I want to say a bit more about the third paragraph in that passage.
The Child is Father to the Man
What one learns early in life sets limits on what one can learn later. Language is a good example. Once you’ve internalized the sound system of your native tongue (or tongues) it becomes difficult to learn the sound system of a different language later in life. And so it goes with many things.
So, we have adults of Generation Q and their children. The culture, broadly considered, of GenQ adults is the matrix in which their children, call them GenR, are raised. Let us assume that, for whatever reason, this matrix is different from that in which GenQ adults were raised as children (by their GenP parents). It then follows that the GenR children will grow up to have cultural preferences that are different from those of their GenQ parents. Hence they will prefer different kinds of novels.
This implies, of course, that the matrix they create for their GenS children will be different from that which their GenP parents created for them. And so, when those children become GenS adults, they will, in turn have cultural preferences that are different from those of their GenR parents, thus:
Roughly, we can think of the whole space as cultural space. Unity of being is whatever it is that brings about closure in a work of art; it’s related to beauty, but not quite the same. Though I’ve been blogging about it for awhile, it’s still somewhat obscure.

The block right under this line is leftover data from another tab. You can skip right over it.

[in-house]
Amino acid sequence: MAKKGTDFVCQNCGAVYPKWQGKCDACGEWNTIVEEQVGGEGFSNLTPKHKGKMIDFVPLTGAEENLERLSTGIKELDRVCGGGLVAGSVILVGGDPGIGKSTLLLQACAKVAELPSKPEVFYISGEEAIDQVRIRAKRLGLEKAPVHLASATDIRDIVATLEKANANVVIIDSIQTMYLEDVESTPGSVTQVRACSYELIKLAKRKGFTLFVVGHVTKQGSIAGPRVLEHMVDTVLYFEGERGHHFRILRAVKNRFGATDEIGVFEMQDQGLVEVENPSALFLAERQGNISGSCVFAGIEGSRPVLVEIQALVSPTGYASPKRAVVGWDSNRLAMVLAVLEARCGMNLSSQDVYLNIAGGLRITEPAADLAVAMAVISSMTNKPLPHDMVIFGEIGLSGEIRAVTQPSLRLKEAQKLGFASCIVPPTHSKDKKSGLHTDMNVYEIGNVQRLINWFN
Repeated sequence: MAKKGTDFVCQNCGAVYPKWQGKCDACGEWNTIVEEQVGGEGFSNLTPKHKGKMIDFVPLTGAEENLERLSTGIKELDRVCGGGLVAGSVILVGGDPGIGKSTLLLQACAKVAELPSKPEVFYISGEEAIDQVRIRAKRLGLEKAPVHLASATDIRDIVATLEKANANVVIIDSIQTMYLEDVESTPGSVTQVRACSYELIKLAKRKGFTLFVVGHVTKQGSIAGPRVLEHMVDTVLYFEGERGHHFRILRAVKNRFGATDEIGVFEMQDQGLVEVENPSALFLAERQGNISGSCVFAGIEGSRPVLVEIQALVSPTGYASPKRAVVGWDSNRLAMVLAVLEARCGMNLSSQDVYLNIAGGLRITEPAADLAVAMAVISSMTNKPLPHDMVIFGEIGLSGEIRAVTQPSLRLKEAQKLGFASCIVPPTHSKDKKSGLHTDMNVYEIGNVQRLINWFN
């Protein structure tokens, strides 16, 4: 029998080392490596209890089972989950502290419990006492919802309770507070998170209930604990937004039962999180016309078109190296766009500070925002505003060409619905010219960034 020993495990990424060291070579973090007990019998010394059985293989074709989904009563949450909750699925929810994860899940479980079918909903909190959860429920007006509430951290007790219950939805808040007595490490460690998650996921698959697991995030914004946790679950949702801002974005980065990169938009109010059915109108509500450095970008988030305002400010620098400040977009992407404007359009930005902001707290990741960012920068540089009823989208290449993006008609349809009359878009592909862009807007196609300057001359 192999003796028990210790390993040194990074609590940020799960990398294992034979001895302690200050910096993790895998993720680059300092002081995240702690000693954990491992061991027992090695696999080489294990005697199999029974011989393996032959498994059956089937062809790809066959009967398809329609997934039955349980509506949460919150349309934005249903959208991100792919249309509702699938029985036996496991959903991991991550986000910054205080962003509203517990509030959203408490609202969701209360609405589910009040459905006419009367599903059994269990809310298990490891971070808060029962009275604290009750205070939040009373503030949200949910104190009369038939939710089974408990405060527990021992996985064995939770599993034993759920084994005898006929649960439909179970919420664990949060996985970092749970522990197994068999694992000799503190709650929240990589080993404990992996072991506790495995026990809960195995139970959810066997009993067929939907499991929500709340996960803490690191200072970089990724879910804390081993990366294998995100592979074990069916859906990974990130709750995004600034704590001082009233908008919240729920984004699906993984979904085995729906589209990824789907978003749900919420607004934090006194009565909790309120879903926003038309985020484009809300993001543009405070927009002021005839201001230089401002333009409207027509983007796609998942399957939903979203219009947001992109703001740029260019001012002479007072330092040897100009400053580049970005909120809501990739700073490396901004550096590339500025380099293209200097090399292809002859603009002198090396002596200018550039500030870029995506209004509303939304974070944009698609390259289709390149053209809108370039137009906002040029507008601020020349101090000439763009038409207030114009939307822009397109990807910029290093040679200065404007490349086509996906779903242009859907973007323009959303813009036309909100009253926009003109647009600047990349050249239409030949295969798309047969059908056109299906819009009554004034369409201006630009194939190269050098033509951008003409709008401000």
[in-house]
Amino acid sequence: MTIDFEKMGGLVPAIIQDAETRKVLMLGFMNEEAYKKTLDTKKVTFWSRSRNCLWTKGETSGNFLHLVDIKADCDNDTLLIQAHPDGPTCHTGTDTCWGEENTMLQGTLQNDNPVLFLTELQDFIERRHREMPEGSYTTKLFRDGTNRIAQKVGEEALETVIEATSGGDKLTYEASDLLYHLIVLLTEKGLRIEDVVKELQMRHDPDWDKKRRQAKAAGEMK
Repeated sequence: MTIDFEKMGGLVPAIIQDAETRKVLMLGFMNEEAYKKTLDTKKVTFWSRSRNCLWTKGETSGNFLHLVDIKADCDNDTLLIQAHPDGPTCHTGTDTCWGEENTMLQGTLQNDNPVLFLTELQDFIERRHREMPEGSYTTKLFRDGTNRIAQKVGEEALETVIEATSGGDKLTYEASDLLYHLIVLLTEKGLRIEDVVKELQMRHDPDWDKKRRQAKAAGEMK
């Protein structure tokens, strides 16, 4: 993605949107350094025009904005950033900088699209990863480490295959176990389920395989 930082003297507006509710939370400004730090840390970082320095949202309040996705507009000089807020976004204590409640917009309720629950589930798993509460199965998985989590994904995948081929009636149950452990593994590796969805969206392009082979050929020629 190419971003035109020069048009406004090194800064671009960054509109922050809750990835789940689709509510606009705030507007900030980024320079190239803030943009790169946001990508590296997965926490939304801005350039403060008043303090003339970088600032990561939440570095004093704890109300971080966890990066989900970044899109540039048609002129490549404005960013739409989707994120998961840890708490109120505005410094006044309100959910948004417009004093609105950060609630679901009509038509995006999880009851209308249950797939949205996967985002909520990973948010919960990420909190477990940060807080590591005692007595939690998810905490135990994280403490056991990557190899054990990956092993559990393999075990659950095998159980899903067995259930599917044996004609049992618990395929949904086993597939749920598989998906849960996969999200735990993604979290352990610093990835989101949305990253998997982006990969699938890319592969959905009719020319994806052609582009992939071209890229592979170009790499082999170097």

Likewise, gen time (generational time) is something like the succession of generations but not quite. It is internal to the cultural system and arises from the dynamics of that system though the ‘Wordsworthian dynamic’: the child is father to the man.
For example, think of musical styles in the 20th century. Young adults in the first quarter of the century were raised on ragtime and minstrelsy, but their children embraced hot jazz and swing. When they in turn had their children after World War II, those children adopted rock and roll as teenagers. Their children, in turn, adopted hip-hop.
As for just why this “generational ratchet” should move in a consistent direction, that’s still a mystery. I assume that’s a mystery about how culture moves through a “feature space” whose boundaries are ultimately set by human biology. Even granting the assumption, it’s still pretty much of a mystery.
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Correction: One of the figures in the 3QD post is incorrect. Here’s the correct figure:
The figure in the post had the edge between 4 and 6 pointing in the wrong direction.